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The State (and Fate) of Doing Business on Long Island Today

In the Woodbury office of his company, John Cameron leans forward at his desk to make a point about the unsettled state of the current Long Island economy. On the wall behind him is a framed color photograph of a surfer fearlessly threading the pipeline of a huge dark-blue wave curling off the north coast of Maui at a reef break called Jaws. Cameron himself surfs in calmer waters, particularly in Long Beach, whenever he can climb on a board. He has enough to do just riding out the business cycles—and it’s no secret how rough it’s been these last few years, especially here.

Besides being the founder and managing partner of Cameron Engineering, he also chairs the Long Island Regional Planning Council. Combine those two responsibilities and he probably has his finger on the pulse of all the major projects on the Island today, whether in progress, in planning, or just a gleam in a developer’s eye. As with a lot of LI firms, Cameron says that 2009 “was the worst year we had in 27 years.”


In the third quarter of 2010, he saw some improvement overall, but the private sector “was stalled.” This year began better because “the private side is starting to pick up a little bit, but no great guns,” he says with a shrug. And with layoffs of public employees looming constantly, he’s not sure when he’ll see a healthy rebound. But don’t call Cameron a prophet of doom and gloom.

“The economy is stronger now than it was two years ago, for sure,” Cameron says. “I see some people with money looking to do some things, which they weren’t doing six months ago, so I’m hopeful that some bigger things can get off the ground,” he adds.

Sharing his optimism somewhat is Chris Giamo, regional president of TD Bank.

“I think we’re in a long, slow, protracted recovery,” he says. His bank, which is “very bullish on expanding locally,” he adds, opened six locations on LI last year, and “the coming year we plan to open another five or six.”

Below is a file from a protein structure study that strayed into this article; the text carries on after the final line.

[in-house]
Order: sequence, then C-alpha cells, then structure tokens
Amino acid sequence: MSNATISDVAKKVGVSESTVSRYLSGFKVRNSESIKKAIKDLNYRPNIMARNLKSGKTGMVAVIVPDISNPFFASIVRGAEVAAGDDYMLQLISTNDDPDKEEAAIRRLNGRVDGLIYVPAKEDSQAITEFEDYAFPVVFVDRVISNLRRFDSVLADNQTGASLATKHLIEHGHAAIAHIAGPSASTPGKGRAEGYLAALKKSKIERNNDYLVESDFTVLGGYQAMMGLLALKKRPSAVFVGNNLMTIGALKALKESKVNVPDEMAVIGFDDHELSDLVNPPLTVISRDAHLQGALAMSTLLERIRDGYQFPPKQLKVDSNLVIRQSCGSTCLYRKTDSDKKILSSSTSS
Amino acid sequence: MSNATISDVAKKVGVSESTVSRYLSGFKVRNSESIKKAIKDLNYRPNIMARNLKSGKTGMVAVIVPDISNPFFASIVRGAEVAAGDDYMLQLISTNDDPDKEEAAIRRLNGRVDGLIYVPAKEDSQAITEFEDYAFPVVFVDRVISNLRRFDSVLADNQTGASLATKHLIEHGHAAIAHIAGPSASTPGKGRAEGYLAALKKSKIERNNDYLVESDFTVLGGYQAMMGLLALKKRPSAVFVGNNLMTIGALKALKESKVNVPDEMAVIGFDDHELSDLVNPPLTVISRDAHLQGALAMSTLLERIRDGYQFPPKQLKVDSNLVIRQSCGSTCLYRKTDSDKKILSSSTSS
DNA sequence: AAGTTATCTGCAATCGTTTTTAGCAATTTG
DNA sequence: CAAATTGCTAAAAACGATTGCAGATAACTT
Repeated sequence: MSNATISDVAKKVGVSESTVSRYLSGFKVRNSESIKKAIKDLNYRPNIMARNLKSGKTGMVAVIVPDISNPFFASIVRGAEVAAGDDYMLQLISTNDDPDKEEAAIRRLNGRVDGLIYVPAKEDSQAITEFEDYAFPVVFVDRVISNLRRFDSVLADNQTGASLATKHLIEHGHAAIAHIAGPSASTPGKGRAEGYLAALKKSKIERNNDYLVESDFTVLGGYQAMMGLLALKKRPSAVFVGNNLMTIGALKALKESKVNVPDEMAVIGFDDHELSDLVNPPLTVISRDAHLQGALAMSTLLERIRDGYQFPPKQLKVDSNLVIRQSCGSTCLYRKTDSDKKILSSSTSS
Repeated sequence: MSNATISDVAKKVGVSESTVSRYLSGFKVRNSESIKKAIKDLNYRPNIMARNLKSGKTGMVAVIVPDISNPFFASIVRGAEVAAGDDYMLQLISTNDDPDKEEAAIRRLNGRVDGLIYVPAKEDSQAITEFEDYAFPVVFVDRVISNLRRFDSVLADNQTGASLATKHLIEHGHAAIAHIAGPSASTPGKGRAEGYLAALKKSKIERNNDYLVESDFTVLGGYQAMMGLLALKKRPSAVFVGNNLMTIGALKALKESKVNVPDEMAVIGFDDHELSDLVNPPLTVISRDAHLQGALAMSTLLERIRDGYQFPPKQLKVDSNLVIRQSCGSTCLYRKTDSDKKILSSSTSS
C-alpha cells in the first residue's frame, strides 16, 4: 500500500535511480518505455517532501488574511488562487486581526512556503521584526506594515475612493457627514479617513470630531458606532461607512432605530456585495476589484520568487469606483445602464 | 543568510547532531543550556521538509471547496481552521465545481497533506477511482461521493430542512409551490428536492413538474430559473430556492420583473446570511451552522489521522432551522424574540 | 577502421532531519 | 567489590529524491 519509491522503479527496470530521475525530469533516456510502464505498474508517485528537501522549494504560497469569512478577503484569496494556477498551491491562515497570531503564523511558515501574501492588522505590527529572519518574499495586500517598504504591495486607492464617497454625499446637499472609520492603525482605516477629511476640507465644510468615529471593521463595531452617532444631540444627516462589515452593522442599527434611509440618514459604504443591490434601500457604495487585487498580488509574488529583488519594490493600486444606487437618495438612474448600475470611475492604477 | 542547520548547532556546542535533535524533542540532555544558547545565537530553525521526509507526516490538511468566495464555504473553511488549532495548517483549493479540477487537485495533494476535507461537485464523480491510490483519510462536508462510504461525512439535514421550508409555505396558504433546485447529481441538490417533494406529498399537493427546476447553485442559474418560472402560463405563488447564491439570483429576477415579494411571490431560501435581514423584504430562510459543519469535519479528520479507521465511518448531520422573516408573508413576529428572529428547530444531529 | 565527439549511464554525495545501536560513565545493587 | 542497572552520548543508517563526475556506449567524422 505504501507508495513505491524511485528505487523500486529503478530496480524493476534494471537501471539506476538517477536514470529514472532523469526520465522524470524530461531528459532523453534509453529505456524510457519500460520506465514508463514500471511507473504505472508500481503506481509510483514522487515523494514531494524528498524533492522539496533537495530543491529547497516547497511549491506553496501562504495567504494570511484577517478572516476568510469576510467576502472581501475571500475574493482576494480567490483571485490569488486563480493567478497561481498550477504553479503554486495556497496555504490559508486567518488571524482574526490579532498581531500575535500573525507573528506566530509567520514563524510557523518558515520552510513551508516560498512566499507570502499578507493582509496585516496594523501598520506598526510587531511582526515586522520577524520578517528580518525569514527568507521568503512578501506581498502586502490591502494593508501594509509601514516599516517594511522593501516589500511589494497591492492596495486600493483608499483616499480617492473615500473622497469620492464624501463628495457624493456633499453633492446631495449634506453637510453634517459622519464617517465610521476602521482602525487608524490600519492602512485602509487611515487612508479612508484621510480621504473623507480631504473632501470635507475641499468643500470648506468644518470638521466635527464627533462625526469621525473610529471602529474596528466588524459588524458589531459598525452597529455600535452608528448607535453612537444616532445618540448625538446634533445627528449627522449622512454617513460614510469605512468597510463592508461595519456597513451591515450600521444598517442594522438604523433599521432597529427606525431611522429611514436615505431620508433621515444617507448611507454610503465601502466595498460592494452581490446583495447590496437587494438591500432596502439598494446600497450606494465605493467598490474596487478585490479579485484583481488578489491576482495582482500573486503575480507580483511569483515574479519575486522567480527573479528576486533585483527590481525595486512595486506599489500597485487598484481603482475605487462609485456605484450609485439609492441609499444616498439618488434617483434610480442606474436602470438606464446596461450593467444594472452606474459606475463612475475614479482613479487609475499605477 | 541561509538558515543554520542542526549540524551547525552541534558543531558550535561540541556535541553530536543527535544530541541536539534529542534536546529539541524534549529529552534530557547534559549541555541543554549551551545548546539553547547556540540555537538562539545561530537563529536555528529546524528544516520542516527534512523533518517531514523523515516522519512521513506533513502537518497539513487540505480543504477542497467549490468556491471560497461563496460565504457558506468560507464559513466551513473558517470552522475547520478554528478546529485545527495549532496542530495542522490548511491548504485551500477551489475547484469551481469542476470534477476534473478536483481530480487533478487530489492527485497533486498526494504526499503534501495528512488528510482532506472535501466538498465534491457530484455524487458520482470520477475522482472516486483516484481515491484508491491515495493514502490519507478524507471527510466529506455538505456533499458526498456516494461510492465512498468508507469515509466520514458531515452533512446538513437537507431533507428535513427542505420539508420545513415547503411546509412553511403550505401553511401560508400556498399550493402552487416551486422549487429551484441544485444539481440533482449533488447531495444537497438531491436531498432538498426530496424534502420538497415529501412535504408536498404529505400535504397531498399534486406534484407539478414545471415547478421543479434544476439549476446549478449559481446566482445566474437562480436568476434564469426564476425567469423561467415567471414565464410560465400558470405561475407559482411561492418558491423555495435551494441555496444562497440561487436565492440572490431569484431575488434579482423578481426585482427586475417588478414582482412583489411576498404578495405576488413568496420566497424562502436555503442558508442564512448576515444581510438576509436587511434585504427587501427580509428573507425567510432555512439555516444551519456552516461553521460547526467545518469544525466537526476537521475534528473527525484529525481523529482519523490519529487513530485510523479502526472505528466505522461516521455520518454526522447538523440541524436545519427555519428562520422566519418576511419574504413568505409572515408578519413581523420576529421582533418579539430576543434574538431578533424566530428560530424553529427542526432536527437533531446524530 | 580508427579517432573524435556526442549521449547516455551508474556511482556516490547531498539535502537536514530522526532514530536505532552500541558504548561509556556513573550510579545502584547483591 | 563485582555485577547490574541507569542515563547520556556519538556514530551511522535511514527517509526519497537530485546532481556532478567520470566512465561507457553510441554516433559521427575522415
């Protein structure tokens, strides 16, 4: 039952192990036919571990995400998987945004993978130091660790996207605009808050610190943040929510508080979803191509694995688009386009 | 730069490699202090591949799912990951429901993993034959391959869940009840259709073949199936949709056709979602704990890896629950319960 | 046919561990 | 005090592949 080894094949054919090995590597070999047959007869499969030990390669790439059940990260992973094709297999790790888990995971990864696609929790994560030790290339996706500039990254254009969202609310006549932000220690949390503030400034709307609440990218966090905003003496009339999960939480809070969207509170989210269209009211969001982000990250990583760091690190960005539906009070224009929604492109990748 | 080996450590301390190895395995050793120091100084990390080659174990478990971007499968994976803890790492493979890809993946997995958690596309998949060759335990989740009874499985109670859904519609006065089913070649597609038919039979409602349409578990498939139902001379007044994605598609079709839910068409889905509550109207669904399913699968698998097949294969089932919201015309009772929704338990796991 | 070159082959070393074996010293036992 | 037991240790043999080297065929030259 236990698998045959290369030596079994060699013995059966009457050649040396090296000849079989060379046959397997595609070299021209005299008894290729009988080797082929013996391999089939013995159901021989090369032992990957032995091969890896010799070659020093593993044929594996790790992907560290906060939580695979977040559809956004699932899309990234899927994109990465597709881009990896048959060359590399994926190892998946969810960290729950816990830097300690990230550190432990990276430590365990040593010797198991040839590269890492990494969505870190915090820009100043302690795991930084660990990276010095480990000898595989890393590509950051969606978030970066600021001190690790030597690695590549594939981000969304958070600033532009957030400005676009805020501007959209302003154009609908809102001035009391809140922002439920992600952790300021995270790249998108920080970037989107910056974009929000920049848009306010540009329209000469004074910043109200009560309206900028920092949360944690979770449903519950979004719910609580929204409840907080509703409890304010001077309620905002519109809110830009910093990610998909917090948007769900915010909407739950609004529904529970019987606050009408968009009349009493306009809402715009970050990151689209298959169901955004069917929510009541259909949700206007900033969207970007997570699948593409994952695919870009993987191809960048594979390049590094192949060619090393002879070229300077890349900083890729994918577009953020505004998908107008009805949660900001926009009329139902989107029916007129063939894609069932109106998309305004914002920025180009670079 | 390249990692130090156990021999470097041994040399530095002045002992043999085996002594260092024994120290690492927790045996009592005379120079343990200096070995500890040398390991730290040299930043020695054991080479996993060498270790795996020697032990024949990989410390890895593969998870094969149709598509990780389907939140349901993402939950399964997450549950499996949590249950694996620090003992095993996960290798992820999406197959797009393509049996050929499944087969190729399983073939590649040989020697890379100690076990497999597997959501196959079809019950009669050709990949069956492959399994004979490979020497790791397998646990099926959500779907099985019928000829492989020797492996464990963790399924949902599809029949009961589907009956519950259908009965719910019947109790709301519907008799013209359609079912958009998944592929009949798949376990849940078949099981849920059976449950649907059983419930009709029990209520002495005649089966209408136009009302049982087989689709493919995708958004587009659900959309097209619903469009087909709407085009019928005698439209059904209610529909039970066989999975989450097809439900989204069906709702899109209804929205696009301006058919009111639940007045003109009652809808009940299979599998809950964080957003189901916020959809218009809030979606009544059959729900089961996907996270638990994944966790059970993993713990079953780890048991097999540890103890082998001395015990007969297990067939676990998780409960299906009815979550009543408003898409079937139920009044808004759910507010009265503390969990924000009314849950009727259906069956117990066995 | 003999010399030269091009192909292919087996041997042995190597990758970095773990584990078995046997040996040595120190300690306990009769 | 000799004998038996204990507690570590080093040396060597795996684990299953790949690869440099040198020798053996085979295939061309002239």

But people dependent on the vagaries of the real estate market—once LI’s pride and joy—sound like they’re stuck in purgatory, as mortgage delinquencies (those Long Islanders who’ve fallen behind on their payments by three months or more) hit 10 percent in July compared to 7.5 percent in 2009; the number of residential foreclosures rose to 20,767 as of mid-October, more than 28 percent of the state’s total; and for the sixth month in a row employment declined compared to the year before.

“Nobody’s doing great,” says a public relations consultant with many clients in real estate. “Confidence is being shaken by the gyrations in the stock market, and nobody wants to move forward. I know when I entered last year I was very optimistic, with a lot of irons in the fire, but very few I was actually able to pull out. It’s tough. You can only go so long without making money. You hope things will pick up, but where? You talk to people around the Island, and I think you’ll get the same impression.”

“Financing is definitely tougher than it was,” Cameron says, “but I don’t think it’s impossible for the financially strong…and for the right deal.” He believes that the commercial market is “saturated” right now, adding with some finality in his voice, “You’re not going to have people building a new office building. That’s not happening.”

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